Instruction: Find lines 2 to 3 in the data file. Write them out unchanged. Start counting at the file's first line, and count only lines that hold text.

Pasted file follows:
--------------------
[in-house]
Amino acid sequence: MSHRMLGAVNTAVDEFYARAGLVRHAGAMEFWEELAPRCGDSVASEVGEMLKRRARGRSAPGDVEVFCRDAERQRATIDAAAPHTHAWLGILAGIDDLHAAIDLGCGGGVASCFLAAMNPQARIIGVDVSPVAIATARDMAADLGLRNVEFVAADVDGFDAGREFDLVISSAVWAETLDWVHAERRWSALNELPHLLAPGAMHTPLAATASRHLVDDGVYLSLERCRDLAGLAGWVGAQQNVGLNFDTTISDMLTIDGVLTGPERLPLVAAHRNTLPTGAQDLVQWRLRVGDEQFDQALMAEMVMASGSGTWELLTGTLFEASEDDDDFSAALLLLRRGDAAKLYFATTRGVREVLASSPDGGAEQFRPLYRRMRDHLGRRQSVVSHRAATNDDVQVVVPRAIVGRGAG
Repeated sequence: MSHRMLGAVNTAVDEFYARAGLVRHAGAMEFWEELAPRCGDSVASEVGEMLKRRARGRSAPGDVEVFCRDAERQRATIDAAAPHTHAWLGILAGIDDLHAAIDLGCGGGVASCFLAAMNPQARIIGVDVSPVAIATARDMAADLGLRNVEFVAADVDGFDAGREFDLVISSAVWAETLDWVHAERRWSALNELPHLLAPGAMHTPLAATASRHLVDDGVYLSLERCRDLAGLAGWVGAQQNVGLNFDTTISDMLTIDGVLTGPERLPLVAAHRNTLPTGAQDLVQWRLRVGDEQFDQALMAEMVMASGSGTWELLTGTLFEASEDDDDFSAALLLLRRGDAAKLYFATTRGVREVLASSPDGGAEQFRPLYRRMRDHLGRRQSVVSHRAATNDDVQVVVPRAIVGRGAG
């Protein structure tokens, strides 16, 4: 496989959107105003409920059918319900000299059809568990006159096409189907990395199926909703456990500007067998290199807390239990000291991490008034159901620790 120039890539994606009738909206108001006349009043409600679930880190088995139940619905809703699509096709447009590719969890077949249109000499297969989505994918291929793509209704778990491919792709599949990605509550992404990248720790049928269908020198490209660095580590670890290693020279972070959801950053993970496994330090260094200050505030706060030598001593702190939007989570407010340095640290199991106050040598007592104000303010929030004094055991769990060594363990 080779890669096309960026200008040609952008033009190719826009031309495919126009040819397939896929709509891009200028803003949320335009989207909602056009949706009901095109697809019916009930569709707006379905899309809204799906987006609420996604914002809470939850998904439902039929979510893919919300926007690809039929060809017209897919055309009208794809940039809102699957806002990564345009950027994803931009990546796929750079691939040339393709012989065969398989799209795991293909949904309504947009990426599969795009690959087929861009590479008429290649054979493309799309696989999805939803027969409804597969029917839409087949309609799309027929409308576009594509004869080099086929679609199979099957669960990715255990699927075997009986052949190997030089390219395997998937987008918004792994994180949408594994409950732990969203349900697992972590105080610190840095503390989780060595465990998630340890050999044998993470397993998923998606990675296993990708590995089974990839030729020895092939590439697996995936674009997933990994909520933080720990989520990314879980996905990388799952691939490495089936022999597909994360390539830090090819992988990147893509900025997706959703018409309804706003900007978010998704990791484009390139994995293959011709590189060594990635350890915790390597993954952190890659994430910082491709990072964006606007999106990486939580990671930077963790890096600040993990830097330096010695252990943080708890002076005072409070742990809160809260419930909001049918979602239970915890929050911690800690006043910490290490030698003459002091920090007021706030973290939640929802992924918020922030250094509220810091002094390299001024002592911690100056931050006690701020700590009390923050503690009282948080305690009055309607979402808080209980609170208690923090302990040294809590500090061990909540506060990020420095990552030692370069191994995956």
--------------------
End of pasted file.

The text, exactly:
Amino acid sequence: MSHRMLGAVNTAVDEFYARAGLVRHAGAMEFWEELAPRCGDSVASEVGEMLKRRARGRSAPGDVEVFCRDAERQRATIDAAAPHTHAWLGILAGIDDLHAAIDLGCGGGVASCFLAAMNPQARIIGVDVSPVAIATARDMAADLGLRNVEFVAADVDGFDAGREFDLVISSAVWAETLDWVHAERRWSALNELPHLLAPGAMHTPLAATASRHLVDDGVYLSLERCRDLAGLAGWVGAQQNVGLNFDTTISDMLTIDGVLTGPERLPLVAAHRNTLPTGAQDLVQWRLRVGDEQFDQALMAEMVMASGSGTWELLTGTLFEASEDDDDFSAALLLLRRGDAAKLYFATTRGVREVLASSPDGGAEQFRPLYRRMRDHLGRRQSVVSHRAATNDDVQVVVPRAIVGRGAG
Repeated sequence: MSHRMLGAVNTAVDEFYARAGLVRHAGAMEFWEELAPRCGDSVASEVGEMLKRRARGRSAPGDVEVFCRDAERQRATIDAAAPHTHAWLGILAGIDDLHAAIDLGCGGGVASCFLAAMNPQARIIGVDVSPVAIATARDMAADLGLRNVEFVAADVDGFDAGREFDLVISSAVWAETLDWVHAERRWSALNELPHLLAPGAMHTPLAATASRHLVDDGVYLSLERCRDLAGLAGWVGAQQNVGLNFDTTISDMLTIDGVLTGPERLPLVAAHRNTLPTGAQDLVQWRLRVGDEQFDQALMAEMVMASGSGTWELLTGTLFEASEDDDDFSAALLLLRRGDAAKLYFATTRGVREVLASSPDGGAEQFRPLYRRMRDHLGRRQSVVSHRAATNDDVQVVVPRAIVGRGAG